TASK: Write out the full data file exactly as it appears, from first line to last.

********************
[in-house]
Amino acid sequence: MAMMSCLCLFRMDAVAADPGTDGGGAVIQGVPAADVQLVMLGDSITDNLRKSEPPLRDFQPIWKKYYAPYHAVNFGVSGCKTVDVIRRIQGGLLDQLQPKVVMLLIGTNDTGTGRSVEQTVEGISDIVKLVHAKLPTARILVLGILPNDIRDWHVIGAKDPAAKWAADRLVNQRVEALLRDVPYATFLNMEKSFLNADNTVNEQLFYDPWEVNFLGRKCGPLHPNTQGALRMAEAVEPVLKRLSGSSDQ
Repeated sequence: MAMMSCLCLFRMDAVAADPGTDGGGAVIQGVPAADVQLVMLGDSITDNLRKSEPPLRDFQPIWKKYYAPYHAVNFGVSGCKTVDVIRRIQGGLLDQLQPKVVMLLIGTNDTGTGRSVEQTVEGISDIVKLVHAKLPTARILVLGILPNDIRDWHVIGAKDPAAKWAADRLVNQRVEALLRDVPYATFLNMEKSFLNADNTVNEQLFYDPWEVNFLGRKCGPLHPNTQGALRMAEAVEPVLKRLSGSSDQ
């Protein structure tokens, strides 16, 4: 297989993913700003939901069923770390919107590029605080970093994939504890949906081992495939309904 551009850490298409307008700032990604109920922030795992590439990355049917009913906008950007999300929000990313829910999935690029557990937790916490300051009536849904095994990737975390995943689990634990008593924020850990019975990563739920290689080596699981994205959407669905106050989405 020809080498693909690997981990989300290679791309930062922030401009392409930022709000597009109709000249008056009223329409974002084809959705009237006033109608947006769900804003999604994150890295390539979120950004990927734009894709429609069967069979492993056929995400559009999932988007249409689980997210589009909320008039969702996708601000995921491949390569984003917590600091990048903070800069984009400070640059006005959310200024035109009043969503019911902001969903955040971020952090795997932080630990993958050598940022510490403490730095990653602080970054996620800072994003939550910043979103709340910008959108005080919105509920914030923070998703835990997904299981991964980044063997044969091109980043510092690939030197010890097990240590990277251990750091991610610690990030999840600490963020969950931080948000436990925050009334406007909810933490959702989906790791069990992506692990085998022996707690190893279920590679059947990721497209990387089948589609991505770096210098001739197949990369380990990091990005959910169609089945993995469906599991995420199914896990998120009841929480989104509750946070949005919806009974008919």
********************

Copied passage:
[in-house]
Amino acid sequence: MAMMSCLCLFRMDAVAADPGTDGGGAVIQGVPAADVQLVMLGDSITDNLRKSEPPLRDFQPIWKKYYAPYHAVNFGVSGCKTVDVIRRIQGGLLDQLQPKVVMLLIGTNDTGTGRSVEQTVEGISDIVKLVHAKLPTARILVLGILPNDIRDWHVIGAKDPAAKWAADRLVNQRVEALLRDVPYATFLNMEKSFLNADNTVNEQLFYDPWEVNFLGRKCGPLHPNTQGALRMAEAVEPVLKRLSGSSDQ
Repeated sequence: MAMMSCLCLFRMDAVAADPGTDGGGAVIQGVPAADVQLVMLGDSITDNLRKSEPPLRDFQPIWKKYYAPYHAVNFGVSGCKTVDVIRRIQGGLLDQLQPKVVMLLIGTNDTGTGRSVEQTVEGISDIVKLVHAKLPTARILVLGILPNDIRDWHVIGAKDPAAKWAADRLVNQRVEALLRDVPYATFLNMEKSFLNADNTVNEQLFYDPWEVNFLGRKCGPLHPNTQGALRMAEAVEPVLKRLSGSSDQ
């Protein structure tokens, strides 16, 4: 297989993913700003939901069923770390919107590029605080970093994939504890949906081992495939309904 551009850490298409307008700032990604109920922030795992590439990355049917009913906008950007999300929000990313829910999935690029557990937790916490300051009536849904095994990737975390995943689990634990008593924020850990019975990563739920290689080596699981994205959407669905106050989405 020809080498693909690997981990989300290679791309930062922030401009392409930022709000597009109709000249008056009223329409974002084809959705009237006033109608947006769900804003999604994150890295390539979120950004990927734009894709429609069967069979492993056929995400559009999932988007249409689980997210589009909320008039969702996708601000995921491949390569984003917590600091990048903070800069984009400070640059006005959310200024035109009043969503019911902001969903955040971020952090795997932080630990993958050598940022510490403490730095990653602080970054996620800072994003939550910043979103709340910008959108005080919105509920914030923070998703835990997904299981991964980044063997044969091109980043510092690939030197010890097990240590990277251990750091991610610690990030999840600490963020969950931080948000436990925050009334406007909810933490959702989906790791069990992506692990085998022996707690190893279920590679059947990721497209990387089948589609991505770096210098001739197949990369380990990091990005959910169609089945993995469906599991995420199914896990998120009841929480989104509750946070949005919806009974008919």